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Monday 9:00am - 6:00pm

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Friday 8:00am - 12:00pm

Closed on Friday
during the Summer.

Phone: 989-773-3560

900 E Bellows St, Mt Pleasant, MI 48858


 

It’s amazing at how one story that questions something can gain traction without earning it. Take the story in 2016 that touted how there wasn’t any research out there that showed using dental floss improved your oral health. It based this wisdom on the fact that there had not been any studies in which volunteers were randomly assigned to two groups, a floss group and a no floss group, to see what happened.

That’s probably because for a study like that to be effective, it would have to last at least a decade and it would need a lot of people. It would probably be pretty hard to find enough people willing to not floss at all for a decade to just see what happens.

By the way, there have never been any randomized control studies of smoking either, likely for the same reasons, but there’s not much question if it’s good for you or not.

Regardless of what people say on the internet (who wouldn’t think a vaccine that prevents polio wouldn’t be a good idea?!!), Dr. Egger wants his patients to know that flossing your teeth once every day is a good idea. Well, at least if you don’t want to get gum disease and lose all of your teeth one day.

Here’s why.

Removes 40% of your plaque

Research has shown that flossing does about 40 percent of the work required to remove sticky bacteria, or plaque, from your teeth. You know that plaque stuff — bacteria eat the food stuff left on your teeth, which generates acid, which is what causes tooth decay, and which irritates the gums eventually leading to gum disease.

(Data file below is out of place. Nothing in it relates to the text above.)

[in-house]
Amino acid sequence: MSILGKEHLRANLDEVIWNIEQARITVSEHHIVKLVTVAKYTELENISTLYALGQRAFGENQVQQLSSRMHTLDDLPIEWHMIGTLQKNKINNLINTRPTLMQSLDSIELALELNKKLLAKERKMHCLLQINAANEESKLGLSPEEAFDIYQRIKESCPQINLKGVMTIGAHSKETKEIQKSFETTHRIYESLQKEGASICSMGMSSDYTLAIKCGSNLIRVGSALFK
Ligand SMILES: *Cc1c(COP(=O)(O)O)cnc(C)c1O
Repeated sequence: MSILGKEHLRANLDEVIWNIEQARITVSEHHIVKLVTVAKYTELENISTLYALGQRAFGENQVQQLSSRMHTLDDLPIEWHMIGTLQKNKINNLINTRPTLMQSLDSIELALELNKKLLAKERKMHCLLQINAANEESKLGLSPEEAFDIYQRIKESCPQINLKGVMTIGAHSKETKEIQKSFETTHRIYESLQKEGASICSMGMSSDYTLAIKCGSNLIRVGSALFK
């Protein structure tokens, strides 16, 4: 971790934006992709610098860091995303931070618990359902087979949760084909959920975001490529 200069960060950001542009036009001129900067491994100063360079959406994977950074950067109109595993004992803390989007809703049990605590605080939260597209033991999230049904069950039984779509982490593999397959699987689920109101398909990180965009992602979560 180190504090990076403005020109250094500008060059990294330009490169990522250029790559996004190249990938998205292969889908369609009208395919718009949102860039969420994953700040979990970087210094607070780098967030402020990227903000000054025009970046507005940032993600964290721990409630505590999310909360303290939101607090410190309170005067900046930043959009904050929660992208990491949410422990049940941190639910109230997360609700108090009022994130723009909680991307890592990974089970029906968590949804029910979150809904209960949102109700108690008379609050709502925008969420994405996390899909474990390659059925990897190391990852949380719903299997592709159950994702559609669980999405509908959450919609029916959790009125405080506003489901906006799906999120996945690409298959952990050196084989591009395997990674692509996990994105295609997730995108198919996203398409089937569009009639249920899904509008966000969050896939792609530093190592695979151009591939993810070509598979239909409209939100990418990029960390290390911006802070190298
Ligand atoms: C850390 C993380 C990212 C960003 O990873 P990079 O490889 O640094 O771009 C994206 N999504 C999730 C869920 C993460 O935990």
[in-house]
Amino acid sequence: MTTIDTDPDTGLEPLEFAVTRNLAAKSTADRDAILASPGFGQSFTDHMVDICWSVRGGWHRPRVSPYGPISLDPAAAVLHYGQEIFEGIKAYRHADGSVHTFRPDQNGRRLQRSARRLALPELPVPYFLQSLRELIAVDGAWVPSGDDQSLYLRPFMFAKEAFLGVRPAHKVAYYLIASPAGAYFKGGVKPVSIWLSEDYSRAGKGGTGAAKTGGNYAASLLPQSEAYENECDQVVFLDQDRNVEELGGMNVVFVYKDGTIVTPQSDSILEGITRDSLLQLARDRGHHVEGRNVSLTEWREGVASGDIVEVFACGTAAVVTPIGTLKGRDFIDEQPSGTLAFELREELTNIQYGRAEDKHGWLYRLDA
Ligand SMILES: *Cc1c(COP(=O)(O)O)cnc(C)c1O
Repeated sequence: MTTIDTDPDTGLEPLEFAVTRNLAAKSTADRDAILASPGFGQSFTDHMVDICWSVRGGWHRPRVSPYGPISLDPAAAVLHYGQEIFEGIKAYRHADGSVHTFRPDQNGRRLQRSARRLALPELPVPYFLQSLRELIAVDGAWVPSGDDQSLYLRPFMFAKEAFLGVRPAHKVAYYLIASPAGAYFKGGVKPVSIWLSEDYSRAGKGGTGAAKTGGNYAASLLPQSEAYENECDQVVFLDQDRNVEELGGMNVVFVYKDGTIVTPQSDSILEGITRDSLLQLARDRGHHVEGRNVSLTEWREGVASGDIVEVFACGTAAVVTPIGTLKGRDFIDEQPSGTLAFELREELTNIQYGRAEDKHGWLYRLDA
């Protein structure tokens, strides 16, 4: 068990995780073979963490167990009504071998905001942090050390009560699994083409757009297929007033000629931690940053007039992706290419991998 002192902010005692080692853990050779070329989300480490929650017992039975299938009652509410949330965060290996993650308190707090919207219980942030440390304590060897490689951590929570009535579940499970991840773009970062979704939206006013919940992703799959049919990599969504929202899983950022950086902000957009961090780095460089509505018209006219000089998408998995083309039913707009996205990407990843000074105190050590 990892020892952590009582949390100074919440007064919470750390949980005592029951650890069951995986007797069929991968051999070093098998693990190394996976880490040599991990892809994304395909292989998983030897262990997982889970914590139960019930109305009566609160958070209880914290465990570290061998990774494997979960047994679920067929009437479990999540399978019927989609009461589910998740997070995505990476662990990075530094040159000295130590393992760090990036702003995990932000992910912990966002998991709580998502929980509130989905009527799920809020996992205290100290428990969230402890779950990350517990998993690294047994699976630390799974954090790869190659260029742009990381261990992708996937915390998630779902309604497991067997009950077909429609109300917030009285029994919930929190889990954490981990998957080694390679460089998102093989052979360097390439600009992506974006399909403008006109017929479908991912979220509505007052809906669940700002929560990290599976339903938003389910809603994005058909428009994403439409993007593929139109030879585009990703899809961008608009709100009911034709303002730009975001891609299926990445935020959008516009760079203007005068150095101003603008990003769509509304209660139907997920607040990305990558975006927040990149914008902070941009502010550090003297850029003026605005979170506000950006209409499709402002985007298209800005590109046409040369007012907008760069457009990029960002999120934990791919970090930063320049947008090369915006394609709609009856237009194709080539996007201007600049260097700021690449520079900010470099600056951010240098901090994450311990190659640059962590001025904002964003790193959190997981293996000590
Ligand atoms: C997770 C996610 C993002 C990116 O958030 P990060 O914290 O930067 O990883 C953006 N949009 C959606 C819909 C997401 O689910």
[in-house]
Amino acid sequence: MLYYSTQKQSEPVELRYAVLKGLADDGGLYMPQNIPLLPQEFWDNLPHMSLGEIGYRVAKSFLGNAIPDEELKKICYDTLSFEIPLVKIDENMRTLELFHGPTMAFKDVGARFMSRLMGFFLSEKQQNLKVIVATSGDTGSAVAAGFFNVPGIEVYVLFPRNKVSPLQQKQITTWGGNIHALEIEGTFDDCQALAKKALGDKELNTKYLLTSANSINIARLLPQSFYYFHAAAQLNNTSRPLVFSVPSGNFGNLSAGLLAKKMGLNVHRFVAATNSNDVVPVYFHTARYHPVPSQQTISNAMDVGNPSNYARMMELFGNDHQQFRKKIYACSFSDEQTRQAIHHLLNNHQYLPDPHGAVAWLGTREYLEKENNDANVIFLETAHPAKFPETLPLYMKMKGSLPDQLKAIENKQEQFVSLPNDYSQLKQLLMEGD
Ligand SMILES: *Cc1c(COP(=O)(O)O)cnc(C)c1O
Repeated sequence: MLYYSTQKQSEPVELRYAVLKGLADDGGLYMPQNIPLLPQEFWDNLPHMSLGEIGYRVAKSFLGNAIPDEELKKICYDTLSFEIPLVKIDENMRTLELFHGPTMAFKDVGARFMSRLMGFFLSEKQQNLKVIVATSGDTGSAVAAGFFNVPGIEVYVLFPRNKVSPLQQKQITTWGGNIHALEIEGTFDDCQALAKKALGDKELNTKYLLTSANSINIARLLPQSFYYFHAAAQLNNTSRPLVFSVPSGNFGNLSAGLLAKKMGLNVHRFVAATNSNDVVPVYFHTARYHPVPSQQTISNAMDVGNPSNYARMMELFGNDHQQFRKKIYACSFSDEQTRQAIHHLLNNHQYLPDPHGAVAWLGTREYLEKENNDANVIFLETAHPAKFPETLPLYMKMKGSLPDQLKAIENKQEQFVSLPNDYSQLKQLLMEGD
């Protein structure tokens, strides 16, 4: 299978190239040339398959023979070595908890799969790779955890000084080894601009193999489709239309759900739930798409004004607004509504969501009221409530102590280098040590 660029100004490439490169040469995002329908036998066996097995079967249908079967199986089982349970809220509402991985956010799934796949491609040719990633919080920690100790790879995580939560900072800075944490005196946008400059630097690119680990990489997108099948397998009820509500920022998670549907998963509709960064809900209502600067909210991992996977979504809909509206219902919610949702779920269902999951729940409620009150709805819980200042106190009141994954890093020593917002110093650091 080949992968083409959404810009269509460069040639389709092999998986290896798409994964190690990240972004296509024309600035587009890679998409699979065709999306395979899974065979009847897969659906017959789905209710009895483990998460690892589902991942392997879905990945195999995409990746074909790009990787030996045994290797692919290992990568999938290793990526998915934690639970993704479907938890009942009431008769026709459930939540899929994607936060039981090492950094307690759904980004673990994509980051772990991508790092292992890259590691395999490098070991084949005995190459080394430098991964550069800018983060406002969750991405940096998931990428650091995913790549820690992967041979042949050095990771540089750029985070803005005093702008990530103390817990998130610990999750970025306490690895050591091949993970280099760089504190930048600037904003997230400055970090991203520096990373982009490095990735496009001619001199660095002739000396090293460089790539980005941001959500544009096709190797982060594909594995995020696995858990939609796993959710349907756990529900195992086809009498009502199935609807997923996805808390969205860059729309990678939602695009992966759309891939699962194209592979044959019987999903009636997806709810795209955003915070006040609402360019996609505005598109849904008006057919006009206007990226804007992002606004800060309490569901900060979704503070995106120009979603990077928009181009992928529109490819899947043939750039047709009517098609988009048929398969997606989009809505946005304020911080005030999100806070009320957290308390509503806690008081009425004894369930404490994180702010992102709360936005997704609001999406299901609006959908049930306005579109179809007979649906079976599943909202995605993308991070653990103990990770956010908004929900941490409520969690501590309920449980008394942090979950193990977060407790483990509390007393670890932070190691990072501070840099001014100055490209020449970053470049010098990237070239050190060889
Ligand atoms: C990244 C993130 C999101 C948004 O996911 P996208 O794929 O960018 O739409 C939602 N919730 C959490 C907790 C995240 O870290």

Each of our teeth has five surfaces. If you don’t floss, you are leaving at least two of the surfaces unclean, with the plaque just sitting there. Flossing is the only way you can get into the space between the teeth to remove any leftover food particles and bacteria.

But don’t just take Dr. Egger’s word for it. What about the Department of Health and Human Services? It says, “Flossing is an important oral hygiene practice. Tooth decay and gum disease can develop when plaque is allowed to build up on teeth and along the gum line. Professional cleaning, tooth brushing, and cleaning between teeth (flossing and the use of other tools such as interdental brushes) have been shown to disrupt and remove plaque.”

What about the American Dental Association? It says, “Cleaning between teeth removes plaque that can lead to cavities or gum disease from the areas where a toothbrush can’t reach. Interdental cleaning is proven to help remove debris between teeth that can contribute to plaque buildup.”

OK, so maybe you shouldn’t take the advice of the leader of the anti-vaccine movement, a former Playboy bunny, when deciding whether to vaccinate your child against rubella. And maybe you shouldn’t take the advice of some bogus internet story that says flossing doesn’t do anything for your oral health.

Dr. Egger’s just sayin’.

Is it time for your next cleaning and exam? Call Dr. Egger at (989) 773-3560 to schedule your appointment.